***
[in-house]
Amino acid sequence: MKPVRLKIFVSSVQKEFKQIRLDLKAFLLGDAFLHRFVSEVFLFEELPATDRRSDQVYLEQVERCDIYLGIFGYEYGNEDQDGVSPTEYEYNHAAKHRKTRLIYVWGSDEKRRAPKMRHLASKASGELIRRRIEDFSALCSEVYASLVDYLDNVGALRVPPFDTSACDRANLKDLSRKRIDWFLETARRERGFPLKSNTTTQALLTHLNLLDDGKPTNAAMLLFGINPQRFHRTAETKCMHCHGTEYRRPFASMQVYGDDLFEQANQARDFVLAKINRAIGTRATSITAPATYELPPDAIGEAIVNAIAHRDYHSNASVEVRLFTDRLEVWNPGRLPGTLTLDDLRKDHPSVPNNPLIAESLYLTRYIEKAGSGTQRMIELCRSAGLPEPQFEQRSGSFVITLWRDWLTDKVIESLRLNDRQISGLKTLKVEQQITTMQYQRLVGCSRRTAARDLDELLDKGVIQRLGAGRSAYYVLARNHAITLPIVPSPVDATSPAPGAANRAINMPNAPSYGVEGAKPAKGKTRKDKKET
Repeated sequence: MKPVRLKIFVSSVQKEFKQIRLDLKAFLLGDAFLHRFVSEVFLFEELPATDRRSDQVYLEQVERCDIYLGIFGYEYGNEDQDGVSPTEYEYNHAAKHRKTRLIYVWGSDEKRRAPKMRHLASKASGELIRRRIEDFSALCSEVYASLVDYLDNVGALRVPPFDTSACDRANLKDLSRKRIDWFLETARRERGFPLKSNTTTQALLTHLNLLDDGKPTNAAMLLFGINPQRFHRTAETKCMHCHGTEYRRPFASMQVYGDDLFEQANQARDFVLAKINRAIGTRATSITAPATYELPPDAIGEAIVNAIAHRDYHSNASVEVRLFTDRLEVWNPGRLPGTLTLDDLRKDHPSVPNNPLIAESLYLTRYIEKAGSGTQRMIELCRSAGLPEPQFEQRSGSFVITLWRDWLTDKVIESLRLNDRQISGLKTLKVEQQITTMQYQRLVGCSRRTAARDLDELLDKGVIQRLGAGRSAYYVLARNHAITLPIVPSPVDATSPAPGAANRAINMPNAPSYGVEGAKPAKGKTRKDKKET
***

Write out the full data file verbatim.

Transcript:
[in-house]
Amino acid sequence: MKPVRLKIFVSSVQKEFKQIRLDLKAFLLGDAFLHRFVSEVFLFEELPATDRRSDQVYLEQVERCDIYLGIFGYEYGNEDQDGVSPTEYEYNHAAKHRKTRLIYVWGSDEKRRAPKMRHLASKASGELIRRRIEDFSALCSEVYASLVDYLDNVGALRVPPFDTSACDRANLKDLSRKRIDWFLETARRERGFPLKSNTTTQALLTHLNLLDDGKPTNAAMLLFGINPQRFHRTAETKCMHCHGTEYRRPFASMQVYGDDLFEQANQARDFVLAKINRAIGTRATSITAPATYELPPDAIGEAIVNAIAHRDYHSNASVEVRLFTDRLEVWNPGRLPGTLTLDDLRKDHPSVPNNPLIAESLYLTRYIEKAGSGTQRMIELCRSAGLPEPQFEQRSGSFVITLWRDWLTDKVIESLRLNDRQISGLKTLKVEQQITTMQYQRLVGCSRRTAARDLDELLDKGVIQRLGAGRSAYYVLARNHAITLPIVPSPVDATSPAPGAANRAINMPNAPSYGVEGAKPAKGKTRKDKKET
Repeated sequence: MKPVRLKIFVSSVQKEFKQIRLDLKAFLLGDAFLHRFVSEVFLFEELPATDRRSDQVYLEQVERCDIYLGIFGYEYGNEDQDGVSPTEYEYNHAAKHRKTRLIYVWGSDEKRRAPKMRHLASKASGELIRRRIEDFSALCSEVYASLVDYLDNVGALRVPPFDTSACDRANLKDLSRKRIDWFLETARRERGFPLKSNTTTQALLTHLNLLDDGKPTNAAMLLFGINPQRFHRTAETKCMHCHGTEYRRPFASMQVYGDDLFEQANQARDFVLAKINRAIGTRATSITAPATYELPPDAIGEAIVNAIAHRDYHSNASVEVRLFTDRLEVWNPGRLPGTLTLDDLRKDHPSVPNNPLIAESLYLTRYIEKAGSGTQRMIELCRSAGLPEPQFEQRSGSFVITLWRDWLTDKVIESLRLNDRQISGLKTLKVEQQITTMQYQRLVGCSRRTAARDLDELLDKGVIQRLGAGRSAYYVLARNHAITLPIVPSPVDATSPAPGAANRAINMPNAPSYGVEGAKPAKGKTRKDKKET